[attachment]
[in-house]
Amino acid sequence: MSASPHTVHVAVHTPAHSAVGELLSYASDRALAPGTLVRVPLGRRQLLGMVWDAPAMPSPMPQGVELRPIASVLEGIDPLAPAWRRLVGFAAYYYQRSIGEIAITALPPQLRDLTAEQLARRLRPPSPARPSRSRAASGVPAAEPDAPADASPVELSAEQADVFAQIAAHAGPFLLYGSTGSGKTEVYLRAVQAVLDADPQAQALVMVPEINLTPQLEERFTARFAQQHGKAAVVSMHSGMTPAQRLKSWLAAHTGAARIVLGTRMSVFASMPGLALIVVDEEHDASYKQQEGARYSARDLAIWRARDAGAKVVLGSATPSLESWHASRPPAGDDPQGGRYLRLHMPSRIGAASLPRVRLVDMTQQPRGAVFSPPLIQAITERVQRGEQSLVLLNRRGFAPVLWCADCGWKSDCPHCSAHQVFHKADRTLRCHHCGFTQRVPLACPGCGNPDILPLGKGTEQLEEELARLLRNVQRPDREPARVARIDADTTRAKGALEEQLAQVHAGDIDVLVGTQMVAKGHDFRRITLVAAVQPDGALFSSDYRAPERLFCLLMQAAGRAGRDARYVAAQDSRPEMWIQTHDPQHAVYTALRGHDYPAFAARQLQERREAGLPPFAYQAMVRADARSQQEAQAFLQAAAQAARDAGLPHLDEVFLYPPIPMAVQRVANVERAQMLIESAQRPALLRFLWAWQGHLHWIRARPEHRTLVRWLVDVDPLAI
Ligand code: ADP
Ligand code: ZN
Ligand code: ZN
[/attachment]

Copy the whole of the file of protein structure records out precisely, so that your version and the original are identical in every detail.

[in-house]
Amino acid sequence: MSASPHTVHVAVHTPAHSAVGELLSYASDRALAPGTLVRVPLGRRQLLGMVWDAPAMPSPMPQGVELRPIASVLEGIDPLAPAWRRLVGFAAYYYQRSIGEIAITALPPQLRDLTAEQLARRLRPPSPARPSRSRAASGVPAAEPDAPADASPVELSAEQADVFAQIAAHAGPFLLYGSTGSGKTEVYLRAVQAVLDADPQAQALVMVPEINLTPQLEERFTARFAQQHGKAAVVSMHSGMTPAQRLKSWLAAHTGAARIVLGTRMSVFASMPGLALIVVDEEHDASYKQQEGARYSARDLAIWRARDAGAKVVLGSATPSLESWHASRPPAGDDPQGGRYLRLHMPSRIGAASLPRVRLVDMTQQPRGAVFSPPLIQAITERVQRGEQSLVLLNRRGFAPVLWCADCGWKSDCPHCSAHQVFHKADRTLRCHHCGFTQRVPLACPGCGNPDILPLGKGTEQLEEELARLLRNVQRPDREPARVARIDADTTRAKGALEEQLAQVHAGDIDVLVGTQMVAKGHDFRRITLVAAVQPDGALFSSDYRAPERLFCLLMQAAGRAGRDARYVAAQDSRPEMWIQTHDPQHAVYTALRGHDYPAFAARQLQERREAGLPPFAYQAMVRADARSQQEAQAFLQAAAQAARDAGLPHLDEVFLYPPIPMAVQRVANVERAQMLIESAQRPALLRFLWAWQGHLHWIRARPEHRTLVRWLVDVDPLAI
Ligand code: ADP
Ligand code: ZN
Ligand code: ZN